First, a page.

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Nile: Yes, Like The River

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ILLUSTRATION-Nile RIVER ANCIENT Egypt

By Nile Cappello

My name is, without a doubt, one of my most defining characteristics. Yes, I am loud, outspoken, slightly (or more than slightly) obnoxious, extremely determined (read: stubborn), and quite a few other things — but with a name like Nile, I wouldn’t have to be any of these to stand out.

Most people tell me they have never met someone named Nile.  They also ask me if I was born in Egypt, conceived on the Nile River (ew), or am Egyptian. My co-worker said before my first day she was convinced I would be a tall, dark, Egyptian goddess. I am not. I am small, pale, blonde, and overwhelmingly white.

Although my name was clearly inspired by the river in Egypt, I’m actually named after my grandfather Neil. In a time when made-up names like Jazlyn and “creative” spellings like Madilyn and Joslyn litter the Top 1000 list, I’m thankful to have a bit of history and familial significance behind my name.

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nature names

Nature names can mean a lot of different things, as our all-inclusive nature baby names list demonstrates.

There are flower names, long used for girls but newly in style now.  These include familiar choices like Rose and Lily along with fashionable exotic blooms such as Dahlia and Magnolia.

Then on the botanical side, there are newer tree names, spice names, and fruit names, from Oak to Sage to Banana.

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lake

There’s probably no word in the English language that sounds quite so calm, cool, clear and refreshing than the word ‘lake’—even more than other water names like River and Bay and Brook.

Lake as a name came to the fore via the film and television actress Lake Bell, and could make an especially cool middle name.  But what about the names of individual lakes?  Looking through the atlas, we found plenty of inspiration there, and these are our Namebery Picks of the twelve best.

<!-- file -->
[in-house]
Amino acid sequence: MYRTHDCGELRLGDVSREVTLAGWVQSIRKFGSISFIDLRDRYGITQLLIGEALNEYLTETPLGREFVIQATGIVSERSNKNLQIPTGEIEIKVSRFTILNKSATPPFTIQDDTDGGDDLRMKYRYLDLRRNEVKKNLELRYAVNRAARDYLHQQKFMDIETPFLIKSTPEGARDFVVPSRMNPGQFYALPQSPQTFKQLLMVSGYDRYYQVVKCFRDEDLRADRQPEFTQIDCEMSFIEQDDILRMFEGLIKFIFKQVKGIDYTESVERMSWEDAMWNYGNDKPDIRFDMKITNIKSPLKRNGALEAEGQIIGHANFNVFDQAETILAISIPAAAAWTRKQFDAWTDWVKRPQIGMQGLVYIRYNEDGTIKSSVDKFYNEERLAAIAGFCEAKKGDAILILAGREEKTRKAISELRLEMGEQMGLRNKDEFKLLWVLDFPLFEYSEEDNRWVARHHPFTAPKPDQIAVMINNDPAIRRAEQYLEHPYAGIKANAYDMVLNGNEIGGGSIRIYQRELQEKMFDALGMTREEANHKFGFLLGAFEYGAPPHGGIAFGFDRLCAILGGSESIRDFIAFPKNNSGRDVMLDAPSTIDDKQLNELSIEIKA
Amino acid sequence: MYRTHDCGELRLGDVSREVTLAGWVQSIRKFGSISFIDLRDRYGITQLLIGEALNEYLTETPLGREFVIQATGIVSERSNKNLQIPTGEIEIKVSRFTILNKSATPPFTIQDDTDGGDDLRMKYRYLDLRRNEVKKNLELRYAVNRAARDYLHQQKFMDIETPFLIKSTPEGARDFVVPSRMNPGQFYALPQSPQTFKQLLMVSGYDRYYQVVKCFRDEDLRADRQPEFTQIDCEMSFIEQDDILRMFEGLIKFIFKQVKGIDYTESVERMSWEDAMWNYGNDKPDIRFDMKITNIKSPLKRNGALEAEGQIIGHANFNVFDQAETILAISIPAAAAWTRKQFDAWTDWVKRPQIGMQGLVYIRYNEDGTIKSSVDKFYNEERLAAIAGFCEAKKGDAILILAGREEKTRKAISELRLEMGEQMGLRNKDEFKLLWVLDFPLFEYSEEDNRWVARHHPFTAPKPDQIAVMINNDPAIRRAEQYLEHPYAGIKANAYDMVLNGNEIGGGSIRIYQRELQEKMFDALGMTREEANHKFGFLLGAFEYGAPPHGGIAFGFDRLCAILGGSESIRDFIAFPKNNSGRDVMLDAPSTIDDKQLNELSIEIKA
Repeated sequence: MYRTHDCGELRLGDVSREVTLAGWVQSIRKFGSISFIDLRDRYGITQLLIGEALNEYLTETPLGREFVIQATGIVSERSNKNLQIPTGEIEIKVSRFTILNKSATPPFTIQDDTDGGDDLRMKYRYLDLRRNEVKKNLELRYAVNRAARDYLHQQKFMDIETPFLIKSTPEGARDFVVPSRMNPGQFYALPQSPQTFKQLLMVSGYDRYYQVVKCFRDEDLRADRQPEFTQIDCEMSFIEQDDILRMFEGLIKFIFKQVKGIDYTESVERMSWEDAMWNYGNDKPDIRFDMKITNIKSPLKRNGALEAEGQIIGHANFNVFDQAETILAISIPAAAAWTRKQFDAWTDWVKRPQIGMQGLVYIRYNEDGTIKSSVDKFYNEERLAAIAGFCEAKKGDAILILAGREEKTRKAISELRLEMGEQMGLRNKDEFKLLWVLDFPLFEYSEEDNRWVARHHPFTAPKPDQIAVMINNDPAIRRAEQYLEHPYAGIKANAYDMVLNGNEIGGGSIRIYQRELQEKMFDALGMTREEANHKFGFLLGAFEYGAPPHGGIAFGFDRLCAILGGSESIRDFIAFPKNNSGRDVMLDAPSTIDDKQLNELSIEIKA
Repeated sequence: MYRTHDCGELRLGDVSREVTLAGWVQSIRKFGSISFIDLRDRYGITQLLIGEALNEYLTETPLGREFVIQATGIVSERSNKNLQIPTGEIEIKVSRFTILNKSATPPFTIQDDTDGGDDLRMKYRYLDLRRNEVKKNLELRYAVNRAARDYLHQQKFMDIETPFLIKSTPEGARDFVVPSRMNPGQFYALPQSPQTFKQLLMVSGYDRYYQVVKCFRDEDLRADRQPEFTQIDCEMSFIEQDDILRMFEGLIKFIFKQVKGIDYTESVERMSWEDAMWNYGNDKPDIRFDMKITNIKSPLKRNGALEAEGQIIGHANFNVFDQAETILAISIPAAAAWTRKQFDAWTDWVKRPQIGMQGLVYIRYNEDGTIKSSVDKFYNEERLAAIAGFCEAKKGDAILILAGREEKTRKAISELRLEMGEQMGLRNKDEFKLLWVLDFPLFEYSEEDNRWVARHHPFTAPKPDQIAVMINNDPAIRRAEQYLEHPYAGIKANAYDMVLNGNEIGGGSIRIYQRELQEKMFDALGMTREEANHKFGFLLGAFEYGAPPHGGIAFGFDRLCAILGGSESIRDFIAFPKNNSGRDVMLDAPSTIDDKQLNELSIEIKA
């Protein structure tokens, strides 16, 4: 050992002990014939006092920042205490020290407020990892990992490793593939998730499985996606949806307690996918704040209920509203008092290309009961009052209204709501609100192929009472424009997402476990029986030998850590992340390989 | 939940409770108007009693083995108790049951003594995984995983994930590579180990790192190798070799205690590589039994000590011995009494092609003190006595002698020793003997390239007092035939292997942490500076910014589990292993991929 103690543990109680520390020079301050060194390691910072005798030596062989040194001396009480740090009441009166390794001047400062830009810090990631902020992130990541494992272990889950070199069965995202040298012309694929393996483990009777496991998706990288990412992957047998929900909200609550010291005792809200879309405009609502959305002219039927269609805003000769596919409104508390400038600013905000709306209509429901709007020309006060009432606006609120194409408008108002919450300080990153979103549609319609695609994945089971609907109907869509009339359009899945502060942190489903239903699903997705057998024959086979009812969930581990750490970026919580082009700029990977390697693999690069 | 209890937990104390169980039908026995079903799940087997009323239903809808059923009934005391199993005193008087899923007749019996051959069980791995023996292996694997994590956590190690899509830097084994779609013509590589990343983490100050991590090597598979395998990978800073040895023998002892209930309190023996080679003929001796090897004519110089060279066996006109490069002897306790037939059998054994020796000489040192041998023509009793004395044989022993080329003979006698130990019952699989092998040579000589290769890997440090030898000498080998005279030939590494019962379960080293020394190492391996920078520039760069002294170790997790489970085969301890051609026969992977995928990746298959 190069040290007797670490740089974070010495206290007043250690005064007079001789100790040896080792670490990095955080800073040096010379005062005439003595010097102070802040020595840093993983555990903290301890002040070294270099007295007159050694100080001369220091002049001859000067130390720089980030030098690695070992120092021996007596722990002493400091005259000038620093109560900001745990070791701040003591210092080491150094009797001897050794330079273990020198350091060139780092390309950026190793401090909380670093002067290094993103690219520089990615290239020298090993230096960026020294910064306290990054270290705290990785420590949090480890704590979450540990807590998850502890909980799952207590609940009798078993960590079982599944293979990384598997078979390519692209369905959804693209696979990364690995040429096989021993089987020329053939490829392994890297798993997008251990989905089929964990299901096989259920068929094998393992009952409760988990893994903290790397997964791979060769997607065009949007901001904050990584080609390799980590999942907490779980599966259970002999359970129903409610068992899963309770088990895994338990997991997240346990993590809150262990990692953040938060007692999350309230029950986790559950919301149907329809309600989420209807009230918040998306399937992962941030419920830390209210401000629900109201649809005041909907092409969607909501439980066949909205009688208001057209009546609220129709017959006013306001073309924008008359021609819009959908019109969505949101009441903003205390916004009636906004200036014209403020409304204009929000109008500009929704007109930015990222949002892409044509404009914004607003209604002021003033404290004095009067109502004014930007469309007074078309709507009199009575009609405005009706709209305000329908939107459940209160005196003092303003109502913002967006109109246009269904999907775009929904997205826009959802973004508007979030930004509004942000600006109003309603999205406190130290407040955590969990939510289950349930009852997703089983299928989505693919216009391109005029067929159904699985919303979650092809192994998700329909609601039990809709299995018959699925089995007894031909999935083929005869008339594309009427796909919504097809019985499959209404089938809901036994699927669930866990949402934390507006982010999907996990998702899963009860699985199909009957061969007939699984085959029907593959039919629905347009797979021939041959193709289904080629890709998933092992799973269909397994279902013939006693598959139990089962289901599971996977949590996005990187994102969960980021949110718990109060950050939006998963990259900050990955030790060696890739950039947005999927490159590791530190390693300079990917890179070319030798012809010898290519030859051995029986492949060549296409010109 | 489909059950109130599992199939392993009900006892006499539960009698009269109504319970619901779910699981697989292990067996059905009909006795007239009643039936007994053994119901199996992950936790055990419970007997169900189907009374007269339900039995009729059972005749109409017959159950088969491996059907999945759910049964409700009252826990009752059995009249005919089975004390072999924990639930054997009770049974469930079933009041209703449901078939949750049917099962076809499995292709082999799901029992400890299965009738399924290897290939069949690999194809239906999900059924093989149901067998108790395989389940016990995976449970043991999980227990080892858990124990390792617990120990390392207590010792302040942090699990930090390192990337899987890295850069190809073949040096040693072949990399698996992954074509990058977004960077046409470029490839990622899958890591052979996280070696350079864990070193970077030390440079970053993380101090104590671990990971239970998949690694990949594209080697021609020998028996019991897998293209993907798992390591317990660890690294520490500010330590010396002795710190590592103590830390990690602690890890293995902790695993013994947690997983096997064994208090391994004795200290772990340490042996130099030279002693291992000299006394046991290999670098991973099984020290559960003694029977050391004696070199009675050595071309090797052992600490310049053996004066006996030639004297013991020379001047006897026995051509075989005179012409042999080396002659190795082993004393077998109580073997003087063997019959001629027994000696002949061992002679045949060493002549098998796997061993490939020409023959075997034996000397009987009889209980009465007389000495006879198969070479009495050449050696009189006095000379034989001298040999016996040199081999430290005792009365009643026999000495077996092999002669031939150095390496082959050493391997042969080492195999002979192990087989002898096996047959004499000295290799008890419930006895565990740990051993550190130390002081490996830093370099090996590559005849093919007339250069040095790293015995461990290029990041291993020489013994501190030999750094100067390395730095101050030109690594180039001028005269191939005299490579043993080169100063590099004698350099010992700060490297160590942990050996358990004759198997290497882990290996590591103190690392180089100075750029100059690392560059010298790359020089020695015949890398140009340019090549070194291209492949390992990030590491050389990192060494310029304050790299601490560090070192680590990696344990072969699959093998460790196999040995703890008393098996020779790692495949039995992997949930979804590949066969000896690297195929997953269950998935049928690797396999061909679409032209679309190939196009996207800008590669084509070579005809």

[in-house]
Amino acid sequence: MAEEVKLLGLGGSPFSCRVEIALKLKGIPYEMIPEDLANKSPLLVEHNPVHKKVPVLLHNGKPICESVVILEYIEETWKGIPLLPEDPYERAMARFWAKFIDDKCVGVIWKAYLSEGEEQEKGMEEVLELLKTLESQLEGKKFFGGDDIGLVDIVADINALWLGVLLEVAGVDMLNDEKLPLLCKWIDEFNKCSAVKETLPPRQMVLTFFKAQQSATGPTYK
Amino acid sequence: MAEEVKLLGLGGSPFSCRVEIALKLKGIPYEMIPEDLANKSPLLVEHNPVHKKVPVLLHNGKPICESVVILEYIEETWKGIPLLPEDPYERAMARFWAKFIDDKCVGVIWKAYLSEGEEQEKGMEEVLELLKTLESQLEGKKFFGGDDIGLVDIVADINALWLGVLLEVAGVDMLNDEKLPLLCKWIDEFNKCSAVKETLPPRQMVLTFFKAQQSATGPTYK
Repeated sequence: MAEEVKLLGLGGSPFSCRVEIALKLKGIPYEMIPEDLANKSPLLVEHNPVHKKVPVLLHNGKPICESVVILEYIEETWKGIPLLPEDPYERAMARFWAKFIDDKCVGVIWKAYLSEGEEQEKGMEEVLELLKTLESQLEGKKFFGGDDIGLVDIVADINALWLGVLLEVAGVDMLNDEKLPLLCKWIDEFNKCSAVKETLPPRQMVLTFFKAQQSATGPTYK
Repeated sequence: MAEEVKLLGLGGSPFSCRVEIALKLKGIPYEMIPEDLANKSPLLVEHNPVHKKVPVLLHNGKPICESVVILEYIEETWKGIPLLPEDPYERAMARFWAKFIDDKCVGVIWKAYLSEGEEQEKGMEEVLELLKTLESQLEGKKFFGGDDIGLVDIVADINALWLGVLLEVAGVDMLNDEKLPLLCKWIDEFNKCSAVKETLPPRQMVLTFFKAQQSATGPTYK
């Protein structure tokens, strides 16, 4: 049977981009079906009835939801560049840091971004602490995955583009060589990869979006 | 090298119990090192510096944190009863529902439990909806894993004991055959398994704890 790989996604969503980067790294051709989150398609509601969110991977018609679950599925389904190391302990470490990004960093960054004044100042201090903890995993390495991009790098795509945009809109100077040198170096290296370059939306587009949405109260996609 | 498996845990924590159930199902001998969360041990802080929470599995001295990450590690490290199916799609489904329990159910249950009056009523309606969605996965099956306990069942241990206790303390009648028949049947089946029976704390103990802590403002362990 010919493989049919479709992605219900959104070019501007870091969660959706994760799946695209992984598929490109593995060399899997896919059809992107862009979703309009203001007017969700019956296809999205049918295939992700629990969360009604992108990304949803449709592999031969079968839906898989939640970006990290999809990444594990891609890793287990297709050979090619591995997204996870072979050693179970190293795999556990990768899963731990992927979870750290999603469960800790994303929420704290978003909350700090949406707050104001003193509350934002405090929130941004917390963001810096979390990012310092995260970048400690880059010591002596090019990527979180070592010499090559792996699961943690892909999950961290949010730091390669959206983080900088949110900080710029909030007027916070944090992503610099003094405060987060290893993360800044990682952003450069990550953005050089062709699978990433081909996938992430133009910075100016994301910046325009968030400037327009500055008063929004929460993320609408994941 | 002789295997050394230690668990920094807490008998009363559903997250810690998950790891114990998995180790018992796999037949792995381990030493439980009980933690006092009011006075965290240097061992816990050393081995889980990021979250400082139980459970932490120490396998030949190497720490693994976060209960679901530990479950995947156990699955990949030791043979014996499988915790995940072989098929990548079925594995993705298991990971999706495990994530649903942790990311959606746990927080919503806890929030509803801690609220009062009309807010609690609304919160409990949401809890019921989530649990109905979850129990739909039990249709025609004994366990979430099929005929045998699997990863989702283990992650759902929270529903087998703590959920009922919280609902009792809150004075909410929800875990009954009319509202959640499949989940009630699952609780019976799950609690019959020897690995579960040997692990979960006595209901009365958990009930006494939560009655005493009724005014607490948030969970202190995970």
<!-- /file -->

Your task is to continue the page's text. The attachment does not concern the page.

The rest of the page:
1.     Annecy—Lake Annecy is the second largest—and cleanest—lake in France, surrounded by mountains and quaint villages.  Annecy could make for a completely unique and charmingly dainty Ann or Annie namesake.

2.     Caspian—Considered a large lake, a sea, and even in ancient times an ocean, Caspian became a human name via the Prince in the fourth book of C. S. Lewis’s Chronicles of Narnia series.  Strong and appealing, it’s become a recent Nameberry fave.

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cute-baby

Today is the official start of summer—though for many of us the weather announced its arrival weeks ago. Summer is one of the nicest times of year to have a baby, the warm weather and slow pace making it that much easier to relax into new motherhood. Here is our annual round-up of names that summon the season:

Summer — As a seasonal name, Summer may not be your top choice.  It’s feeling a tad shopworn as it’s been above number 200 for the past eighteen years.  Autumn is more popular but Winter is cooler.

Summer also has three excellent months’ names that include several usable variations.  These are: